The Debate of Doorway Pages
What are doorway pages?
In Search Engine Optimisation (SEO), specialists and amateurs alike carry divided opinions towards the SEO-friendliness of “doorway pages”. The term itself is analogical – a doorway that brings users into a website, an entry point to a site’s main content.
One can take different steps to fulfil this aim. According to Google’s definition of this term, for instance, doorway pages are those that are:
- Created to rank for keywords across specific search engines
- Bad for users as the URLs lead to multiple search results of similar pages meant to direct users to the same page
- Intermediate pages that are not useful as information does not match search intent
In a video discussion, John Mueller elaborates, or rather simplifies, that doorway pages can be characterised as those created “for the sake of keywords” – having multiple pages for similar keywords as well as their permutations – without any “clear purpose”.
Google’s decision to penalise doorway pages is simple and understandable. Protecting users is key. Also, having multiple pages on search results that give no value to users undermines the role the search engine plays. With websites abusing doorway pages to drive more traffic, it is easy for them to be classified as black-hat SEO. However, other tech experts feel that these URLs can be useful as long as user experience is considered. Perhaps, an overview of both sides of the black-hat and white-hat debate might be useful!
“Doorway pages is a black-hat tactic”
The black-hat camps argue that doorway pages, as we noted earlier, are harmful because they are bad for user experience. Since Google prefers high-quality content in line with the search intent, it will penalise pages that are created for crawlers and not for the human reader. Some web owners also make use of automated software to generate thousands of doorway pages heavily optimised for keywords. This is bad. Google hates spamindexing.
Also, Google can quickly identify pages that bring users through unnecessary links and lead them to the desired web page found on the site. For example, when you search for “men’s bags”, it leads you to a specific product page (which you are not interested in), but only through that page, you access the category page (what you were looking for) by clicking on a button that says “browse more men’s bags”. Moreover, since Google, as well as other search engines, uses latent semantic indexing, it will be quick to recognise not only permutations but also similar keywords like “men’s bags” and “men’s satchels” heavily used across multiple sites within the same domain.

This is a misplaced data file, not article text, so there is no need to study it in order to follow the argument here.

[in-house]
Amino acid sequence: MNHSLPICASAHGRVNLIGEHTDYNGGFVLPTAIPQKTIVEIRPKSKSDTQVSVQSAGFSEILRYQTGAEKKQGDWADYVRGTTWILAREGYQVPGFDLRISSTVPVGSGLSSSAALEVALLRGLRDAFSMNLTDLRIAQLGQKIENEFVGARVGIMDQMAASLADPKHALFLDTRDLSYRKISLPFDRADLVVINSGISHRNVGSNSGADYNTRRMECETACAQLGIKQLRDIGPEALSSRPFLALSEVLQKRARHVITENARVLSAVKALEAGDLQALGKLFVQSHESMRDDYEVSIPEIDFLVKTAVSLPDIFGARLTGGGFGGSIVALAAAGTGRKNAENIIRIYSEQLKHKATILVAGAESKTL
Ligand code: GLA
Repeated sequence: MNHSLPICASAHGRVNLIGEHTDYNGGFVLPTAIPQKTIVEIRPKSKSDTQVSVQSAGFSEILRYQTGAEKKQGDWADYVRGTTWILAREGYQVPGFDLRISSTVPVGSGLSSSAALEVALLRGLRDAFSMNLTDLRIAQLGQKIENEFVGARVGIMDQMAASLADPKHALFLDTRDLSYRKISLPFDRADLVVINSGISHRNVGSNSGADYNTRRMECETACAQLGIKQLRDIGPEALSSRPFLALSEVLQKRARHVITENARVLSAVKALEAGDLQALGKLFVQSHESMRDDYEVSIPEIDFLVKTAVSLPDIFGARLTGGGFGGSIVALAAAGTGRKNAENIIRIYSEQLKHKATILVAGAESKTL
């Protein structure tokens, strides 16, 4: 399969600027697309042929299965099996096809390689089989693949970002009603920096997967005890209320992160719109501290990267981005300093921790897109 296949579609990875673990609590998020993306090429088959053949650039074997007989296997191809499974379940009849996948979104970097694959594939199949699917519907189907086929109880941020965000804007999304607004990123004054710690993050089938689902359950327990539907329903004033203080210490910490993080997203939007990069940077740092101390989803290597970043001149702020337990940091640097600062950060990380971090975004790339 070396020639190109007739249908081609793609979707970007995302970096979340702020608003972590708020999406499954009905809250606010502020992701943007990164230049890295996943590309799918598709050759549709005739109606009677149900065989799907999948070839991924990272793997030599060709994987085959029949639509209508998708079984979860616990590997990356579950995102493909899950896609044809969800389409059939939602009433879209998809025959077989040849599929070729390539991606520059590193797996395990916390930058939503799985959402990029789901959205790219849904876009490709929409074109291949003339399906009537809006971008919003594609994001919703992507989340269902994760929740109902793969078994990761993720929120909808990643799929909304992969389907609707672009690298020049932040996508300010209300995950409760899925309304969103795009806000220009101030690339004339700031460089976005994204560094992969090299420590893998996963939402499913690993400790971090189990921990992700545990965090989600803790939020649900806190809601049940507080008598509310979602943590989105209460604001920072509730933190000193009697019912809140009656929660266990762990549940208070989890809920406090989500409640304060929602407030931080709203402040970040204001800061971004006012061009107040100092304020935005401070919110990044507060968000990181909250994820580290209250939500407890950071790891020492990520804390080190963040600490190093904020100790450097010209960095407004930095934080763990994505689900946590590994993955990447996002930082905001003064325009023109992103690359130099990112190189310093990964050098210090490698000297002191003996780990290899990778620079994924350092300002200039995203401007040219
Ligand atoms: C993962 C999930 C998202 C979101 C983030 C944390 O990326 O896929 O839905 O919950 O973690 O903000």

Google’s definition has made many website owners anxious as they may be unknowingly hosting doorway pages. These can be pages that rank for keywords but do not serve as a final destination for the search query. This can be a booking or listing page. One can avoid being penalised by redirecting the suspected doorway page to the correct URL and then deleting the former. Those who do not want to delete the pages can block Google from indexing and crawling the page. This prevents the search engine from picking up the page for the search query.
In sum, those who view doorway pages as a black-hat tactic deem them as keyword-rich links only meant to drive traffic to the website. They do not offer any value to users, thus making them harmful. These pages must be removed immediately.
“Using doorway pages more wisely”
The opponents of the argument, however, paint a different picture. If doorway pages are optimised the right way and for the right reasons, they are not harmful. For instance, online gift shops may launch occasional or seasonal collections such as those for Christmas or National Day. This requires a designated page with optimised content that users can understand and through which, make informed purchases. However, it does not make sense to have these pages available on the site way past the targetted occasion. Yet, there is no harm to keep them live as the content will remain relevant to the search query. It is still high-quality content, which Google will appreciate.
This strategy can also be applied to create separate location-based pages to boost local SEO. Instead of simply adjusting keywords (a black-hat technique), content on each page must be unique. This ensures that the pages are relevant to all search intent and users can learn a thing or two.
Meaningful web pages
These pages are not designed to trick Google, or any search engine for that matter, because, while they are built to rank for targetted keywords, they have end-users in mind. There is a purpose, one that is for the human. To do this, however, these pages should appear as a page in the website and linked from within. It should not look any different from other pages, which means page structure and design should be made consistent. Andrew Shotland from Search Engine Land also advises against pushing out empty pages unless content is ready and to avoid duplication. Having seamless navigation throughout the site and no hard-to-find pages will also help.
For white-hat camps it seems, doorway pages will continue to be a useful SEO tactic among those who know how to create the right ones.